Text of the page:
The GMAT DS question given below is a data sufficiency question from Number Theory. Concept tested: Test of divisibility. Level of difficulty: Easy | A GMAT 600 to 650 level question.
This data sufficiency problem consists of a question and two statements, labeled (1) and (2), in which certain data are given. You have to decide whether the data given in the statements are sufficient for answering the question. Using the data given in the statements, plus your knowledge of mathematics and everyday facts (such as the number of days in a leap year or the meaning of the word counterclockwise), you must indicate whether -
All numbers used are real numbers.
A figure accompanying a data sufficiency question will conform to the information given in the question but will not necessarily conform to the additional information given in statements (1) and (2)
Lines shown as straight can be assumed to be straight and lines that appear jagged can also be assumed to be straight
You may assume that the positions of points, angles, regions, etc. exist in the order shown and that angle measures are greater than zero.
All figures lie in a plane unless otherwise indicated.
In data sufficiency problems that ask for the value of a quantity, the data given in the statement are sufficient only when it is possible to determine exactly one numerical value for the quantity.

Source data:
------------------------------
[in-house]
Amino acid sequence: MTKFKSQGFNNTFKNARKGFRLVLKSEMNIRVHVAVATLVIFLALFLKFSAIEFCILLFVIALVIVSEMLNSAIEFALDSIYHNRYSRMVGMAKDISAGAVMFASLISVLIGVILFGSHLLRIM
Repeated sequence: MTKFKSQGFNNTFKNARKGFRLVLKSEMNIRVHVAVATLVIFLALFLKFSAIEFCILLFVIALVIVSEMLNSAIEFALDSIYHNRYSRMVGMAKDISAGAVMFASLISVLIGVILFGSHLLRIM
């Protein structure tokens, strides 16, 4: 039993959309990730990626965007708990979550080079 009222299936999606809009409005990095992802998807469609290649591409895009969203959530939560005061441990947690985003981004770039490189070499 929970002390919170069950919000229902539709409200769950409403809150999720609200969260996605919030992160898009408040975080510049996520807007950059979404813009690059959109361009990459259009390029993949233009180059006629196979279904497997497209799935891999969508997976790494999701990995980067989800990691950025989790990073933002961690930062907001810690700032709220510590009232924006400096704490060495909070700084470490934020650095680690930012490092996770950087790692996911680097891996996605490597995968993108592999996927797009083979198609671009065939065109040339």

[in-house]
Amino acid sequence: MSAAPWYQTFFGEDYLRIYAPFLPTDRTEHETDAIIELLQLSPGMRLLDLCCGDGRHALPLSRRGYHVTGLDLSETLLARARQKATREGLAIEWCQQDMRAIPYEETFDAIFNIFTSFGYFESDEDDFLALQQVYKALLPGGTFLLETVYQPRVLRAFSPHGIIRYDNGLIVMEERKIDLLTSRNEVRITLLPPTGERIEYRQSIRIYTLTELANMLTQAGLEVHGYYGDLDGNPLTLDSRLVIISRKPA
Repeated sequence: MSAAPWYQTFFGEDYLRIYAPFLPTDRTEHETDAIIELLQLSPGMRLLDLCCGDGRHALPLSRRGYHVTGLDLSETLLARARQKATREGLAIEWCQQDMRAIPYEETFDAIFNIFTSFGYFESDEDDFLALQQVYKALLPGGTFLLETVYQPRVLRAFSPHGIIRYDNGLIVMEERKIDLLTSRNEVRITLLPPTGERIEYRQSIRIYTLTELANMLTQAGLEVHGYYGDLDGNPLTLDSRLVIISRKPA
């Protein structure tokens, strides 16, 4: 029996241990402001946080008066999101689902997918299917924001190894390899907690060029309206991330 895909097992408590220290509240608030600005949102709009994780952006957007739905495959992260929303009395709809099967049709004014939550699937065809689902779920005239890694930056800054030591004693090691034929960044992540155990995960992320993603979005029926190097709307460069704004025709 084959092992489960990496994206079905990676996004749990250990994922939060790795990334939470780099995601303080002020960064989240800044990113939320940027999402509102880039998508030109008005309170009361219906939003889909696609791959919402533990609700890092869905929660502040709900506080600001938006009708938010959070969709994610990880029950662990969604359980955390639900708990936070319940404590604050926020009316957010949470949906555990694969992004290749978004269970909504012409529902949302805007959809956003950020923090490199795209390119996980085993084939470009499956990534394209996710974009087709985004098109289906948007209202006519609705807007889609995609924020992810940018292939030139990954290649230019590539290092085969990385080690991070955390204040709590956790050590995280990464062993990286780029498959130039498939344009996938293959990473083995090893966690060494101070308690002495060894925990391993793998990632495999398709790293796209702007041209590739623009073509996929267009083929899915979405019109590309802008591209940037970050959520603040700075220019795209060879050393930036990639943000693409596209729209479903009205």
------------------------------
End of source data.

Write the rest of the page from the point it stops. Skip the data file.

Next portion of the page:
Question 27: Is the positive integer 'x' divisible by 12?
What kind of an answer will the question fetch?
The question is an "Is" question. Answer to an "is" questions is either YES or NO.
When is the data sufficient?
The data is sufficient if we are able to get a DEFINITE YES or a DEFINITE NO from the information given in the statements.
What is the test of divisibility for 12?
The test of divisibility for 12 is that the number should be divisible by both 3 and 4. Essentially, x should be divisible by 3 and 22.
Approach: Look for a counter example
Example: x = 6. It is divisible by 6. However, it is NOT divisible by 12.
Counter Example: x = 12. It is divisible by 6. It is divisible by 12 as well.
Knowing that x is divisible by 6 is not enough to answer the question.
If x is divisible by 6, we can infer that it is divisible by 3 and 2. But we cannot deduce whether it is also divisible by 22 - which is essential to deduce that x is divisible by 12.
Statement 1 ALONE is NOT sufficient.
Eliminate choices A and D. Choices narrow down to B, C, or E.
If x is divisible by 8, then x will definitely be divisible by 4.
However, from statement (2) alone we do not know if x is divisible by 3.
Alternative Approach: Look for a counter example
Example: x = 8. It is divisible by 8. However, it is NOT divisible by 12.
Counter Example:x = 24. It is divisible by 8. It is divisible by 12 as well.
Knowing that x is divisible by 8 is not enough to answer the question.
Statement 2 ALONE is NOT sufficient.
Eliminate choice B. Choices narrow down to C or E.
From statement 1, if x is divisible by 6, it is definitely divisible by 3.
From statement 2, if x is divisible by 8, it is definitely divisible by 4.
So, by combining the two statements, we can conclude that x is divisible by 3 and by 4.
Or that x is divisible by 12.
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